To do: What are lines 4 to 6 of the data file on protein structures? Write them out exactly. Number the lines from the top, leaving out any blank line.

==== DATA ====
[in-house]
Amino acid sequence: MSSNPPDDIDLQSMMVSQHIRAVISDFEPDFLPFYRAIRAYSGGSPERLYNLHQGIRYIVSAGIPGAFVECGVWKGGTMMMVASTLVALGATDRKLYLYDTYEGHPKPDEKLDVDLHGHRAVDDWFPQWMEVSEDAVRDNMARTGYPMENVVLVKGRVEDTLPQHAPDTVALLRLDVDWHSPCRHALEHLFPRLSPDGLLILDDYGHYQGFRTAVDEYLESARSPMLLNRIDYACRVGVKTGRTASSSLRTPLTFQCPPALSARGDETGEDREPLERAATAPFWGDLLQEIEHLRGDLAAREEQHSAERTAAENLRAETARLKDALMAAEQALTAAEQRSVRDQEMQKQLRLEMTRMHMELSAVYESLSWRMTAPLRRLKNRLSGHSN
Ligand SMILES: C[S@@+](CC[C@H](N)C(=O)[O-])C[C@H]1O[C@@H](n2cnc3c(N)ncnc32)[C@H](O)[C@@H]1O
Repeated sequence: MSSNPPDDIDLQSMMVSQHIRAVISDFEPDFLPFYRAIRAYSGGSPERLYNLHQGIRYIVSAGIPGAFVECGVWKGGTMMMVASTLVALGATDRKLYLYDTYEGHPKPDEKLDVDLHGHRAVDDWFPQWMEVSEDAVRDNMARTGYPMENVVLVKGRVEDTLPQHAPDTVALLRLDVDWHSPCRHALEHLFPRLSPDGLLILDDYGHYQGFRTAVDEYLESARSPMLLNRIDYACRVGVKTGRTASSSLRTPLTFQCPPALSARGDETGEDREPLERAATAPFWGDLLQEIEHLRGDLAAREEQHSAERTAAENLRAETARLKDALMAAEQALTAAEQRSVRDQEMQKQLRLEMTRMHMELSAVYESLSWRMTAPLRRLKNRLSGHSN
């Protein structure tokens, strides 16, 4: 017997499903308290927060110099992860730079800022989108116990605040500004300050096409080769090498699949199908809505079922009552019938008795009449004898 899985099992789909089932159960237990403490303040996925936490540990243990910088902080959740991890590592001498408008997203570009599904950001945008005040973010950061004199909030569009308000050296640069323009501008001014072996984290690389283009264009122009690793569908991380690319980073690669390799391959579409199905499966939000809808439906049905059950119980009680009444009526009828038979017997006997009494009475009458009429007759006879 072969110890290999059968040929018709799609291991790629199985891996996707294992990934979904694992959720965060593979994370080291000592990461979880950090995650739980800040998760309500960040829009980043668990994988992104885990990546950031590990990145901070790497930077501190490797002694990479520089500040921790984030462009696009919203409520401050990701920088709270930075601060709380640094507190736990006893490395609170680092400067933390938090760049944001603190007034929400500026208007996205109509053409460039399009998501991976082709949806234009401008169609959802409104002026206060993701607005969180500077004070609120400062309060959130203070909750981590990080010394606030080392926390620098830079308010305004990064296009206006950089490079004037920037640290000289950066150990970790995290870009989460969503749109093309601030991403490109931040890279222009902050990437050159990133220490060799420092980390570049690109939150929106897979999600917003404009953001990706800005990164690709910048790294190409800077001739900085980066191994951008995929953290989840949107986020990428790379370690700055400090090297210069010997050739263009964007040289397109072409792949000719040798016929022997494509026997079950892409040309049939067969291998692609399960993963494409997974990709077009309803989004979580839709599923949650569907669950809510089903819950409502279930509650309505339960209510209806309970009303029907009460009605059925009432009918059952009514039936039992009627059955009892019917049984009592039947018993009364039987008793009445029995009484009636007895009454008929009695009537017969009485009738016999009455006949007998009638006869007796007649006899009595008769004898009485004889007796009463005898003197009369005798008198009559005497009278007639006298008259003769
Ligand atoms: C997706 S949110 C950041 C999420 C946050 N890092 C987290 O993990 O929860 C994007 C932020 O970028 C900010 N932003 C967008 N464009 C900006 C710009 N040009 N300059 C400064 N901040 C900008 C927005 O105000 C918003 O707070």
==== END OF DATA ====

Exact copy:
Repeated sequence: MSSNPPDDIDLQSMMVSQHIRAVISDFEPDFLPFYRAIRAYSGGSPERLYNLHQGIRYIVSAGIPGAFVECGVWKGGTMMMVASTLVALGATDRKLYLYDTYEGHPKPDEKLDVDLHGHRAVDDWFPQWMEVSEDAVRDNMARTGYPMENVVLVKGRVEDTLPQHAPDTVALLRLDVDWHSPCRHALEHLFPRLSPDGLLILDDYGHYQGFRTAVDEYLESARSPMLLNRIDYACRVGVKTGRTASSSLRTPLTFQCPPALSARGDETGEDREPLERAATAPFWGDLLQEIEHLRGDLAAREEQHSAERTAAENLRAETARLKDALMAAEQALTAAEQRSVRDQEMQKQLRLEMTRMHMELSAVYESLSWRMTAPLRRLKNRLSGHSN
């Protein structure tokens, strides 16, 4: 017997499903308290927060110099992860730079800022989108116990605040500004300050096409080769090498699949199908809505079922009552019938008795009449004898 899985099992789909089932159960237990403490303040996925936490540990243990910088902080959740991890590592001498408008997203570009599904950001945008005040973010950061004199909030569009308000050296640069323009501008001014072996984290690389283009264009122009690793569908991380690319980073690669390799391959579409199905499966939000809808439906049905059950119980009680009444009526009828038979017997006997009494009475009458009429007759006879 072969110890290999059968040929018709799609291991790629199985891996996707294992990934979904694992959720965060593979994370080291000592990461979880950090995650739980800040998760309500960040829009980043668990994988992104885990990546950031590990990145901070790497930077501190490797002694990479520089500040921790984030462009696009919203409520401050990701920088709270930075601060709380640094507190736990006893490395609170680092400067933390938090760049944001603190007034929400500026208007996205109509053409460039399009998501991976082709949806234009401008169609959802409104002026206060993701607005969180500077004070609120400062309060959130203070909750981590990080010394606030080392926390620098830079308010305004990064296009206006950089490079004037920037640290000289950066150990970790995290870009989460969503749109093309601030991403490109931040890279222009902050990437050159990133220490060799420092980390570049690109939150929106897979999600917003404009953001990706800005990164690709910048790294190409800077001739900085980066191994951008995929953290989840949107986020990428790379370690700055400090090297210069010997050739263009964007040289397109072409792949000719040798016929022997494509026997079950892409040309049939067969291998692609399960993963494409997974990709077009309803989004979580839709599923949650569907669950809510089903819950409502279930509650309505339960209510209806309970009303029907009460009605059925009432009918059952009514039936039992009627059955009892019917049984009592039947018993009364039987008793009445029995009484009636007895009454008929009695009537017969009485009738016999009455006949007998009638006869007796007649006899009595008769004898009485004889007796009463005898003197009369005798008198009559005497009278007639006298008259003769
Ligand atoms: C997706 S949110 C950041 C999420 C946050 N890092 C987290 O993990 O929860 C994007 C932020 O970028 C900010 N932003 C967008 N464009 C900006 C710009 N040009 N300059 C400064 N901040 C900008 C927005 O105000 C918003 O707070």